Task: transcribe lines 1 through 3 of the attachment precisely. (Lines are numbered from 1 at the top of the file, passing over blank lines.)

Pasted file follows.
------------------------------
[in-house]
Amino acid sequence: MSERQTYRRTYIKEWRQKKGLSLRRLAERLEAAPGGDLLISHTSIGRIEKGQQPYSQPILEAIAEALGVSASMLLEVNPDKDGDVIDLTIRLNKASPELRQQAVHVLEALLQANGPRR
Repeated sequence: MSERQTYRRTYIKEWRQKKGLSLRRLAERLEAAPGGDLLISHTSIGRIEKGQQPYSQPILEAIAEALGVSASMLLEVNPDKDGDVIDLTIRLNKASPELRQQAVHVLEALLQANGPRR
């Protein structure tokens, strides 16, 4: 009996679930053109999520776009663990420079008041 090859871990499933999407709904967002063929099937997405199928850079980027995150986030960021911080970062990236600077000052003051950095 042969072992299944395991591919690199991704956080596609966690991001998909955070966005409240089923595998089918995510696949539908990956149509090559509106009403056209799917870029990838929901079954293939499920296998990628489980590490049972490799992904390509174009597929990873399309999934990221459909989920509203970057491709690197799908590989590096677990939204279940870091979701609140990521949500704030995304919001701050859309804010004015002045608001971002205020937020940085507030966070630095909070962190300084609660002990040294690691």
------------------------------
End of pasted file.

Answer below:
[in-house]
Amino acid sequence: MSERQTYRRTYIKEWRQKKGLSLRRLAERLEAAPGGDLLISHTSIGRIEKGQQPYSQPILEAIAEALGVSASMLLEVNPDKDGDVIDLTIRLNKASPELRQQAVHVLEALLQANGPRR
Repeated sequence: MSERQTYRRTYIKEWRQKKGLSLRRLAERLEAAPGGDLLISHTSIGRIEKGQQPYSQPILEAIAEALGVSASMLLEVNPDKDGDVIDLTIRLNKASPELRQQAVHVLEALLQANGPRR